Like us, you must have encountered a few immunity myths in the last 12 months. In this article, our friends from iveeapp.com take a look at some common immunity myths (and truths) - do any of them sound familiar?
How Does the Immune System Work?
Being healthy is a top priority in our lives right now…and almost everyone’s best friend is their immune system.
The immune system is a complex system of cells and molecules that protects our bodies from outside invaders like infections, bacteria, and viruses, called antigens.
These antigens attach themselves to receptors on immune cells, which then triggers the immune system response.
Then, the immune system stores the antigens’ DNA and makeup before creating, distributing, and storing white blood cells that fight these bacteria and viruses.
Innate vs Adaptive Immune System
The immune system is actually made up of two subdivisions: the innate and adaptive immune systems.
The innate system is more general. It provides a non-specific defense against germs and outside bacteria that enter through the skin or digestion.
The adaptive immune system is more specific.
It creates antibodies to fight specific germs and viruses that enter the body.
This is the immune system that stores the DNA information of certain antigens to create specific antibodies to fight them off.
Finding the Truths from Immunity Myths!
This past year, we’ve been bombarded with quick fixes that claim to boost your immunity to the moon and back.
There are a lot of myths going around on how to help boost your immune system. So, let’s take a dive into some of them:
Myth One: Exercise has no effect and may even weaken the immune system.
Truth: Exercise lowers blood pressure, helps keep body weight under control, and can protect you from diseases. It does this by lowering the levels of hormonal cortisol in your body. Therefore, exercising actually boosts your immune system.
Myth Two: The more active your immune system is, the more healthy you are.
Truth: A hyperactive immune system is related to many different conditions like allergic reactions and underlying diseases such as diabetes and lupus.
Myth Three: Stress doesn’t impact the immune system
Truth: Stress produces a hormone called cortisol, which changes the way your white blood cells react to the viruses and bacteria that enter the body. Therefore, stress reduces the body’s ability to fight off diseases.
Myth Four: Gargling salt water or vinegar will kill viruses
Truth: Gargling salt water, vinegar, or other mixtures won’t kill anything, but it may soothe a sore throat.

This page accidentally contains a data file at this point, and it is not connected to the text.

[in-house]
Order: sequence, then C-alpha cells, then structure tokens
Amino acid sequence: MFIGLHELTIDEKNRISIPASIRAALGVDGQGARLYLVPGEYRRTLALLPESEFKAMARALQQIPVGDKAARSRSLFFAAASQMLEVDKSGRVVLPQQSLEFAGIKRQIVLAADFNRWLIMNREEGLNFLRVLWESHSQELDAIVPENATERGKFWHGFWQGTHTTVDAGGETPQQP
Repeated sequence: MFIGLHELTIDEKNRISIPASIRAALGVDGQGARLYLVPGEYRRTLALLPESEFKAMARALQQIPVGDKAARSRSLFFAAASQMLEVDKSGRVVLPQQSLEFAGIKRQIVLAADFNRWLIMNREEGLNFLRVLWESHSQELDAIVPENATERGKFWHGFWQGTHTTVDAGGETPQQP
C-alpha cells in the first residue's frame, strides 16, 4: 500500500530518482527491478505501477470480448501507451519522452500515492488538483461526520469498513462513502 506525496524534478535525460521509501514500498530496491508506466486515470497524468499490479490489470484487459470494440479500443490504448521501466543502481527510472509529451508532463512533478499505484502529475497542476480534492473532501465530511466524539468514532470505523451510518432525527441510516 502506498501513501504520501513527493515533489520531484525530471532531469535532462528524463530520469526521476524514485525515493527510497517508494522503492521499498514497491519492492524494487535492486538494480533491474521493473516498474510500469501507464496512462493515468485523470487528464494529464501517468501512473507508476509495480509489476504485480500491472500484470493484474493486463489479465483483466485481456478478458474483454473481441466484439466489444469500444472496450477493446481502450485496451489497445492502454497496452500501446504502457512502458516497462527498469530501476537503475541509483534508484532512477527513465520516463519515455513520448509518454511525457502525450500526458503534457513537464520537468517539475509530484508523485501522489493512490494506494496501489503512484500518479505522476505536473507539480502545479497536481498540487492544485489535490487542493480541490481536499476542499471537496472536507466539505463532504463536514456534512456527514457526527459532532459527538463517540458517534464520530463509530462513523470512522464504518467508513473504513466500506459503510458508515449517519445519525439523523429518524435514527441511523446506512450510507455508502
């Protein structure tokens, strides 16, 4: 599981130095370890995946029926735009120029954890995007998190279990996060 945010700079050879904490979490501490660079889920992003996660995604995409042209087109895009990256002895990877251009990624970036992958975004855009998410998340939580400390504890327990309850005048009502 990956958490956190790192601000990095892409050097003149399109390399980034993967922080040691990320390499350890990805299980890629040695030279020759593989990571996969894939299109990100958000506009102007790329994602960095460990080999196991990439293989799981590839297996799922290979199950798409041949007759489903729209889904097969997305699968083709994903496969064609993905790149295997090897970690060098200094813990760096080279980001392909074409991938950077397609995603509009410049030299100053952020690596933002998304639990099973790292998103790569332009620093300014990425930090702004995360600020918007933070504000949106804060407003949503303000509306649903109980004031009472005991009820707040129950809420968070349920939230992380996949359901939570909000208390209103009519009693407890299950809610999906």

Myth Five: Being born with a good immune system will prevent you from getting sick.
Truth: Besides the fact that the immune system, unfortunately, weakens with age, there is no certainty that you won’t get sick.
What Can You Do To Boost Your Immunity?
So, all in all, there are a lot of immunity myths floating around on the internet, but there are ways that never fail to boost your immune system:
- Eat healthily
- Take vitamins and supplements as recommended
- Get proper sleep
- Avoid smoking
- Wash hands consistently
- Exercise regularly
- Take steps to reduce stress
Strong immunity is built through balanced, healthful decisions.
Rome wasn’t built in a day, and neither is your immune system.
Taking care of your immune system takes time. Self-care isn’t just about the skin anymore. The inside of your body needs some love too.
At a Glance - Immunity Myths
|Myths and Facts About Immune System|
|One||Exercise has no effect and may even weaken the immune system|
|Two||The more active your immune system is, the healthy you are.|
|Three||Stress doesn’t impact the immune system|
|Four||Gargling salt water or vinegar will kill viruses|
|Five||Being born with a good immune system will prevent you from getting sick|
What other immunity myths and facts about immune system have you heard recently? Let us know what's popular in your part of the world by sharing in the comments section below.
Editing by AskAwayHealth Team
All AskAwayHealth articles are written by practising Medical Practitioners on a wide range of health care conditions to provide evidence-based guidance and to help promote quality health care. The advice in our material is not meant to replace the management of your specific condition by a qualified health care practitioner.
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